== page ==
Boca Growth Creates Necessity for Privatization!

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Dan Grippo, Boca Raton Municipal Services Director, explained the current serious problem of in-house solid-waste collection at the 6/12/2017 Boca Raton City Council Workshop Meeting.  Past growth and projected 2017-2020 City growth of 6500 new residential units—an increase of fourteen percent—combine to render the municipal services complex even more inadequate.  Current use of the services complex for maintenance and repair of both trash collection and police vehicles has almost doubled since it was built; it is now simply too small.  Finding and retaining qualified drivers and mechanics has also become a major problem with the excessively high turnover that results from daily long hours of work.

The City currently provides solid-waste collection from residences only.  Commercial properties contract their own trash removal from private companies in the competitive market.  The City contract for the annexed residential areas with a private solid-waste removal contractor expires at the end of 9/2018.  Consequently, the City Council must take action and implement changes before 10/2018.

Grippo proposed three alternative possible courses of action; doing nothing is not an option.

First, the City could try to maintain the status quo of providing “in-house” operations for residential trash collection.  This would require major changes now since the City would also take over collection for the annexed areas by 10/2018.  At least four more routes would be needed, and the City would have to purchase up to sixteen more trucks for all the new service.  Since there is no space to expand, the municipal services complex would require reconfiguration, costing from $8-10,000,000.  Plus, an additional four vehicle repair bays would be required.  Thus, the City would need an additional ten-acre site for new facilities, and spend additional millions of dollars to acquire the land and to build those new facilities.

However, no land is available for the City to purchase an expanded maintenance services complex.   Several hours earlier in the previous meeting, some speakers had no problems using the power of eminent domain to seize privately-owned land to build a new parking garage.  However, no one suggested that the City use that power to take over a golf course, park, school, beach, or City land to build a more-urgently-needed new vehicle maintenance facility.  This reality alone leads to the more practical alternatives.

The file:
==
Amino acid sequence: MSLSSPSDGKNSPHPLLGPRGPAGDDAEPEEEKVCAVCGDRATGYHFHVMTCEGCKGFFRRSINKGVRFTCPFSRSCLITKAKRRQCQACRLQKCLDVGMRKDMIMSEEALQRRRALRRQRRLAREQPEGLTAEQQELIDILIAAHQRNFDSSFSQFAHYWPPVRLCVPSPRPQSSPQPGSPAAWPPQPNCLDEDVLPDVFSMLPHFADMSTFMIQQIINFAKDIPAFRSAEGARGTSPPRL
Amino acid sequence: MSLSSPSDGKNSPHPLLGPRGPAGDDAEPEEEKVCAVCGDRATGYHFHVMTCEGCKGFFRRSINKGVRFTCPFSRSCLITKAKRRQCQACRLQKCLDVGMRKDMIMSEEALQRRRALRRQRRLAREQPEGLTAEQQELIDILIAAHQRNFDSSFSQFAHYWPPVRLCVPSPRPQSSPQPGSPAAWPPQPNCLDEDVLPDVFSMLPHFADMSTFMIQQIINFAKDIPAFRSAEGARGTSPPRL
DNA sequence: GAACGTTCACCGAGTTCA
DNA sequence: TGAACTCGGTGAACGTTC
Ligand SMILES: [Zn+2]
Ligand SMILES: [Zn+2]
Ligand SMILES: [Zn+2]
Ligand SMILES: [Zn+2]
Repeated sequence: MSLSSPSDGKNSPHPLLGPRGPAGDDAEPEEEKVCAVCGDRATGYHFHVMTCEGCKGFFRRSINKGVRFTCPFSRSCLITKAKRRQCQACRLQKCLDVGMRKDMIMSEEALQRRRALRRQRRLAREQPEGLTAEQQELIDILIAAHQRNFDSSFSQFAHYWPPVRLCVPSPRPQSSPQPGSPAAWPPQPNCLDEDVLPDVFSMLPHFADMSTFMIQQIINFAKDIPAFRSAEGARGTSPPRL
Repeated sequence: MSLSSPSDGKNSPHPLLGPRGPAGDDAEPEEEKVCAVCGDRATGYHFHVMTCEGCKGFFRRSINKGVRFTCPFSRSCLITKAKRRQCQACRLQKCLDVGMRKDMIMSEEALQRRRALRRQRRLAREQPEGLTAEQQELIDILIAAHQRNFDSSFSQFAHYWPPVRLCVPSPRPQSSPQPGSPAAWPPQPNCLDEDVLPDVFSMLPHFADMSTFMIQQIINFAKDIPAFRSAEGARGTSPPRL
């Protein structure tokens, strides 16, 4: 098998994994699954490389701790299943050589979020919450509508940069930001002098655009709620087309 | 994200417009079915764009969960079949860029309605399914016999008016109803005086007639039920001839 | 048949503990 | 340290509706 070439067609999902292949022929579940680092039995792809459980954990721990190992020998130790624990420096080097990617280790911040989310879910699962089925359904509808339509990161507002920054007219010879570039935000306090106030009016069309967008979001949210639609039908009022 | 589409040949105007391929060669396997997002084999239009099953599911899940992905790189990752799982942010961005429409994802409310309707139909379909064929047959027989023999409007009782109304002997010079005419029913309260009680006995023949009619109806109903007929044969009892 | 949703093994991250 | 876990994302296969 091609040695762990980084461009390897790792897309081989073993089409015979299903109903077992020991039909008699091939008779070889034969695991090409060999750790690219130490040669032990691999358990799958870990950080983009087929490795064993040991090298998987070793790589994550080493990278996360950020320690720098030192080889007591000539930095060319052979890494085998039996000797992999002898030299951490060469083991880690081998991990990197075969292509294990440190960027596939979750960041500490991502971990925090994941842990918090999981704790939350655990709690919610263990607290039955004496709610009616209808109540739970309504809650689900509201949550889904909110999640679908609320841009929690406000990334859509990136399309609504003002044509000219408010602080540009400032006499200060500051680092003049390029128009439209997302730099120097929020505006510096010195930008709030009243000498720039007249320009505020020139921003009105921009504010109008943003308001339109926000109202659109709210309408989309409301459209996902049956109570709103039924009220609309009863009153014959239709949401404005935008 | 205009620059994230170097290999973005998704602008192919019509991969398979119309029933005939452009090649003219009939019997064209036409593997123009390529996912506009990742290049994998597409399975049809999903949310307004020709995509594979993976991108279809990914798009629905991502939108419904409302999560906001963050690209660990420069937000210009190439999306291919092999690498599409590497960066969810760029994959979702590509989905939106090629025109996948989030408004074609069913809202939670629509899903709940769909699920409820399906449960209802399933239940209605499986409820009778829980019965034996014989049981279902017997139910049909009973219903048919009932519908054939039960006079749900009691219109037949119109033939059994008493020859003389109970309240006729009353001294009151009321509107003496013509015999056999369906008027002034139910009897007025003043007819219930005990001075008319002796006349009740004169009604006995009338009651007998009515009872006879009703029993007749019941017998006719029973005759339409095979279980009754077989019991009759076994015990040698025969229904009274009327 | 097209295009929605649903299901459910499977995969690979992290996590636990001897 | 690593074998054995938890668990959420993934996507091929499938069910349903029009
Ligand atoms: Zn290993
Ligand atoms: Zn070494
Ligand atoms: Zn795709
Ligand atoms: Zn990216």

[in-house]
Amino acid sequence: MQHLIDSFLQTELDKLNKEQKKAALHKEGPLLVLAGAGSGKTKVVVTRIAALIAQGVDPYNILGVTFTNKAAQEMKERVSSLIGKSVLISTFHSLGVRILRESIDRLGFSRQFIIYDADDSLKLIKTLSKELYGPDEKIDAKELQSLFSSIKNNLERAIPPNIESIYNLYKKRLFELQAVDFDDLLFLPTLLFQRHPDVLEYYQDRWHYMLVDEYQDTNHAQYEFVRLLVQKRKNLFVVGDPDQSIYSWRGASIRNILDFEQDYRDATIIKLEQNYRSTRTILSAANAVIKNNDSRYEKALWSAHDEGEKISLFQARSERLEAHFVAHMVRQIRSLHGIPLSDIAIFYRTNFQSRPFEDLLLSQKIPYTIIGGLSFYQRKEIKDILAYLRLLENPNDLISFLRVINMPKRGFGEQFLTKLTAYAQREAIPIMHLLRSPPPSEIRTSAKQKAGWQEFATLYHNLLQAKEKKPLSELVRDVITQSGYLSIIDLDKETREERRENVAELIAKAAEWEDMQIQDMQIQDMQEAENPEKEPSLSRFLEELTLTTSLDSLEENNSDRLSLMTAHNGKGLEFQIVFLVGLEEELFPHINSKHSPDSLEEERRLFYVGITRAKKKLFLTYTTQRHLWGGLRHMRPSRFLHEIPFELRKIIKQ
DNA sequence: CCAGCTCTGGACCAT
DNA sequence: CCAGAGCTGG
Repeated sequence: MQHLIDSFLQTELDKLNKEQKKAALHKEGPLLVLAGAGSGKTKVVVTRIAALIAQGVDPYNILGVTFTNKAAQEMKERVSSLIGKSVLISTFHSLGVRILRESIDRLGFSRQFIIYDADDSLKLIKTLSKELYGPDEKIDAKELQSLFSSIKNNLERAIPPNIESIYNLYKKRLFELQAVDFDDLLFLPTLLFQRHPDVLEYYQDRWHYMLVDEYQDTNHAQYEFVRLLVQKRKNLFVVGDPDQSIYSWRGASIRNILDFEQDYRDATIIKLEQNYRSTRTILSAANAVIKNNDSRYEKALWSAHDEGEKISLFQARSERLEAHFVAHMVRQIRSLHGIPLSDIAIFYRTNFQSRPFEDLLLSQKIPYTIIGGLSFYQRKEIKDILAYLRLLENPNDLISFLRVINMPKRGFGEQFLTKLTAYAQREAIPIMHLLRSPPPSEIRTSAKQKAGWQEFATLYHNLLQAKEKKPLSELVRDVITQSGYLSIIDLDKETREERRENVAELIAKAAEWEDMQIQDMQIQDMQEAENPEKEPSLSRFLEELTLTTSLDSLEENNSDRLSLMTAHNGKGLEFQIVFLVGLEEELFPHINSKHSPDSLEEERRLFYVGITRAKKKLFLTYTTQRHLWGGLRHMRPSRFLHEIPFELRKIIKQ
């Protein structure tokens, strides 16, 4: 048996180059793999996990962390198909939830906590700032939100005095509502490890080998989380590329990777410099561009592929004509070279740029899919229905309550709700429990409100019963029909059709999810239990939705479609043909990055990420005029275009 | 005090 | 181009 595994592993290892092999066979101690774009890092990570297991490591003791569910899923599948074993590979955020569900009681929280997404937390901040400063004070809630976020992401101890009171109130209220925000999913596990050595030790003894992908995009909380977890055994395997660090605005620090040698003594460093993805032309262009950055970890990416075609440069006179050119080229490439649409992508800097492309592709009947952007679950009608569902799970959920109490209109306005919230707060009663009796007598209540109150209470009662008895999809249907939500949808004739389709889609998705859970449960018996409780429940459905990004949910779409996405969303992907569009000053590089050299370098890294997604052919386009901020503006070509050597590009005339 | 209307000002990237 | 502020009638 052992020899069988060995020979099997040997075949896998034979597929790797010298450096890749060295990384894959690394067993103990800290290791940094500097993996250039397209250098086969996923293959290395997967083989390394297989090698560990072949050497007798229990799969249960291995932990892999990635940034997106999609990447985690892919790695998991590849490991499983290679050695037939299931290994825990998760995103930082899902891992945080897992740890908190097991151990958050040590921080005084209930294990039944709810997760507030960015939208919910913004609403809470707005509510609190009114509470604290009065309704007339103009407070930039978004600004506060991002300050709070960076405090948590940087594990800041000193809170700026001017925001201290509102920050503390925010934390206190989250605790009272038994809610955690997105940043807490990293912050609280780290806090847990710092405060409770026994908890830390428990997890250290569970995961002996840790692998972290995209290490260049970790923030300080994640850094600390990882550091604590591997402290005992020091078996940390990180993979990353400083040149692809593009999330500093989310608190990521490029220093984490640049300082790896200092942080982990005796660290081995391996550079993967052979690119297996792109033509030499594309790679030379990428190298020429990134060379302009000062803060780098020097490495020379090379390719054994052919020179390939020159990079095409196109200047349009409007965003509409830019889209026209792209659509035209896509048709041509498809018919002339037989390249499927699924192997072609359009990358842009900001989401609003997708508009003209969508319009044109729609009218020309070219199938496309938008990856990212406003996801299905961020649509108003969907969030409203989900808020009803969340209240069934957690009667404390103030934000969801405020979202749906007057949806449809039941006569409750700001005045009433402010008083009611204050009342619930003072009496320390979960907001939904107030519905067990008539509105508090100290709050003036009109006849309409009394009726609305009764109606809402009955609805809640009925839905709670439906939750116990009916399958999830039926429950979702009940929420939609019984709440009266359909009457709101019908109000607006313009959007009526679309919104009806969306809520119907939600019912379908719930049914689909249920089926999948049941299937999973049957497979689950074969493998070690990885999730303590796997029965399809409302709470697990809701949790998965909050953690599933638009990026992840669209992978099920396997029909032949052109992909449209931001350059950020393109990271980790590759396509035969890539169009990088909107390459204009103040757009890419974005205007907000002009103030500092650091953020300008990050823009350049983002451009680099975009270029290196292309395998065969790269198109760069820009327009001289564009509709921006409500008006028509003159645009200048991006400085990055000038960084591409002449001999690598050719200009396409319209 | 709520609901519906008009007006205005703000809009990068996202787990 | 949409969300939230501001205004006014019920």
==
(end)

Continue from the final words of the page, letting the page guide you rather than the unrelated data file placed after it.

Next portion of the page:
Second, the City would privatize residential solid-waste collection by contacting with an independent company.  Neither the complex maintenance facility reconfiguration nor additional off-site land acquisition would be required.  If past practices elsewhere are followed, the City would sell its trucks to the contractor and the employees would be guaranteed jobs, wages, and benefits for a year with the private contractor.  The City would not have to pay liability insurance, workmen’s compensation, or fuel costs with privatization.  The City would be able to control costs better by tying the contract to the Refuse Rate Index, which currently varies around three percent per year.  Private-service haulers generally cost substantially less than the current rates paid by Boca Raton residential owners, and those cost savings would flow directly to the Boca Raton residents.  Examples around Palm Beach County verify those potential residential cost savings.

Third, in addition to a residential contract, the City could also create a requirement where all businesses would have to go through the City’s private contractor.  Boca Raton businesses probably would not like the City depriving them of their current freedom to compete for the best solid-waste company by creating a government-controlled monopoly for them.  A monopoly-contract private trash hauler would prefer this third alternative because they generally make more money from commercial units than residential ones, and they would benefit more from captive businesses.   That process could take three years since the City would have to honor current commercial contracts with existing private haulers.

Grippo said that the City Council would have to make a decision next month, in 7/2017, since any alternative would require time for implementation before 10/2018.  Two City Council members asked questions that indicated that they did not fully comprehend all the issues, so they will have to learn fast to make an intelligent decision soon.

Rapid growth of Boca Raton into an ersatz “world-class city” has created a situation where privatization has become the only practical alternative in this condition of lack of available land.  Only the current employees will suffer the greatest dislocations, but they should have at least a one-year guarantee of wages and benefits.  If the City does not also establish monopoly contracting for Boca Raton businesses to deprive them of their current choice of contractors, everyone else in Boca Raton could benefit by this privatization.

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From the western suburbs of Chicago, Allan lived in Marin County, CA for 27 years before moving to Boca Raton in 2010 after retirement from the USPS. Degrees in English and history from DePauw and Northwestern give him broad perspectives for his Constitutional concerns. Having organized a union and fought government mismanagement as a union steward and newspaper editor, he also led hikes, wine-tasting trips, and literature-lovers' evenings, and served as Treasurer on his condominium board in CA. Now in FL he enjoys other activities that fill his life: house remodeling, ballroom dancing, Masonry, target shooting, synagogue, Tea Party, bicycling, and pickleball.